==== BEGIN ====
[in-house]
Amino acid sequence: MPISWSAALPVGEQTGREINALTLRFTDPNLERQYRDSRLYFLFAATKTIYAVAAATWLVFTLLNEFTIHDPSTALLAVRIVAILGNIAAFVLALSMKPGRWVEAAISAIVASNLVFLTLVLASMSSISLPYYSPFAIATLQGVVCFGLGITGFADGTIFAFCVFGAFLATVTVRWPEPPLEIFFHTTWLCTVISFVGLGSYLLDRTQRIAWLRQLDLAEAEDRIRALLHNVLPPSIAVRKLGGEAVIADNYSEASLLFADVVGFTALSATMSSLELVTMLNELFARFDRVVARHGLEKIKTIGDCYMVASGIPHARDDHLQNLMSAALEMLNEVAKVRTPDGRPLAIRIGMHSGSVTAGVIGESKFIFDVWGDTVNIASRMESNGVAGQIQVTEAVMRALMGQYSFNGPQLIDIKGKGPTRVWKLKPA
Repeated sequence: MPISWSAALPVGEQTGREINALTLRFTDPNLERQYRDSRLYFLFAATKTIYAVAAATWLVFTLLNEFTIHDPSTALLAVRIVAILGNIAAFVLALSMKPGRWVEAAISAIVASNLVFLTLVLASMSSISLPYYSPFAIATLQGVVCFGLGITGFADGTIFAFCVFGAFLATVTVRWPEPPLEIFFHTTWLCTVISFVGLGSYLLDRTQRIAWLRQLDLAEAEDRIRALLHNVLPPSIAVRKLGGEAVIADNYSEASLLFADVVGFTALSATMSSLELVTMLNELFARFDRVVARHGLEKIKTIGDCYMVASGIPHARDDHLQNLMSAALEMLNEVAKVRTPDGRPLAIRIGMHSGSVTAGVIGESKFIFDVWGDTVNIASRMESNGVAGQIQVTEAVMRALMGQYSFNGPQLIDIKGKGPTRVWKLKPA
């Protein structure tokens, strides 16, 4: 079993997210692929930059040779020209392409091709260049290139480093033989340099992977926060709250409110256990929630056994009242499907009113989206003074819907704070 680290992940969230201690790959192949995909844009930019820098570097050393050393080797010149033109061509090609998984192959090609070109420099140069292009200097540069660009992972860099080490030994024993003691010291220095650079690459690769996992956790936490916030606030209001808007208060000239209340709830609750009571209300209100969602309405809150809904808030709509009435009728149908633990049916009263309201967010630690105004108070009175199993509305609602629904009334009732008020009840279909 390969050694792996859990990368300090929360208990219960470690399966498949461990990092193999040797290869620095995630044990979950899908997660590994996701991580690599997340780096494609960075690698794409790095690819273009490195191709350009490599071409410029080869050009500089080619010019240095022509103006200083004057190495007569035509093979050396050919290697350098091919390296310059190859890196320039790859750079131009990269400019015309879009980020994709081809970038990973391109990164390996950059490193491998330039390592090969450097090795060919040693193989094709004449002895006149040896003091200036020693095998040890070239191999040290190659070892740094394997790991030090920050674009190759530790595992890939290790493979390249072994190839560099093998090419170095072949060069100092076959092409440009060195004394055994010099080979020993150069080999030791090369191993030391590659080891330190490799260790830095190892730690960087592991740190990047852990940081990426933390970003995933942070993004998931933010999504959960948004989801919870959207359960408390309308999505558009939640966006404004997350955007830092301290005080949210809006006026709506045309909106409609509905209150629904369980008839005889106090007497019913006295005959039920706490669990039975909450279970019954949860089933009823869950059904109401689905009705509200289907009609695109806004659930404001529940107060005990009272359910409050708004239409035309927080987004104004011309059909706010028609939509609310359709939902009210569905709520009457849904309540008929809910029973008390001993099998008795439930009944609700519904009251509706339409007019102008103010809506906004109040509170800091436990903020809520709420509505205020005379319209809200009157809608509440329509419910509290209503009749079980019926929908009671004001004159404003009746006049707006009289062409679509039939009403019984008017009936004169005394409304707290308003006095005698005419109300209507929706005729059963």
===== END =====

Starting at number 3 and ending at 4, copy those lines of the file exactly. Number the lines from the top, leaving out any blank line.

Repeated sequence: MPISWSAALPVGEQTGREINALTLRFTDPNLERQYRDSRLYFLFAATKTIYAVAAATWLVFTLLNEFTIHDPSTALLAVRIVAILGNIAAFVLALSMKPGRWVEAAISAIVASNLVFLTLVLASMSSISLPYYSPFAIATLQGVVCFGLGITGFADGTIFAFCVFGAFLATVTVRWPEPPLEIFFHTTWLCTVISFVGLGSYLLDRTQRIAWLRQLDLAEAEDRIRALLHNVLPPSIAVRKLGGEAVIADNYSEASLLFADVVGFTALSATMSSLELVTMLNELFARFDRVVARHGLEKIKTIGDCYMVASGIPHARDDHLQNLMSAALEMLNEVAKVRTPDGRPLAIRIGMHSGSVTAGVIGESKFIFDVWGDTVNIASRMESNGVAGQIQVTEAVMRALMGQYSFNGPQLIDIKGKGPTRVWKLKPA
């Protein structure tokens, strides 16, 4: 079993997210692929930059040779020209392409091709260049290139480093033989340099992977926060709250409110256990929630056994009242499907009113989206003074819907704070 680290992940969230201690790959192949995909844009930019820098570097050393050393080797010149033109061509090609998984192959090609070109420099140069292009200097540069660009992972860099080490030994024993003691010291220095650079690459690769996992956790936490916030606030209001808007208060000239209340709830609750009571209300209100969602309405809150809904808030709509009435009728149908633990049916009263309201967010630690105004108070009175199993509305609602629904009334009732008020009840279909 390969050694792996859990990368300090929360208990219960470690399966498949461990990092193999040797290869620095995630044990979950899908997660590994996701991580690599997340780096494609960075690698794409790095690819273009490195191709350009490599071409410029080869050009500089080619010019240095022509103006200083004057190495007569035509093979050396050919290697350098091919390296310059190859890196320039790859750079131009990269400019015309879009980020994709081809970038990973391109990164390996950059490193491998330039390592090969450097090795060919040693193989094709004449002895006149040896003091200036020693095998040890070239191999040290190659070892740094394997790991030090920050674009190759530790595992890939290790493979390249072994190839560099093998090419170095072949060069100092076959092409440009060195004394055994010099080979020993150069080999030791090369191993030391590659080891330190490799260790830095190892730690960087592991740190990047852990940081990426933390970003995933942070993004998931933010999504959960948004989801919870959207359960408390309308999505558009939640966006404004997350955007830092301290005080949210809006006026709506045309909106409609509905209150629904369980008839005889106090007497019913006295005959039920706490669990039975909450279970019954949860089933009823869950059904109401689905009705509200289907009609695109806004659930404001529940107060005990009272359910409050708004239409035309927080987004104004011309059909706010028609939509609310359709939902009210569905709520009457849904309540008929809910029973008390001993099998008795439930009944609700519904009251509706339409007019102008103010809506906004109040509170800091436990903020809520709420509505205020005379319209809200009157809608509440329509419910509290209503009749079980019926929908009671004001004159404003009746006049707006009289062409679509039939009403019984008017009936004169005394409304707290308003006095005698005419109300209507929706005729059963």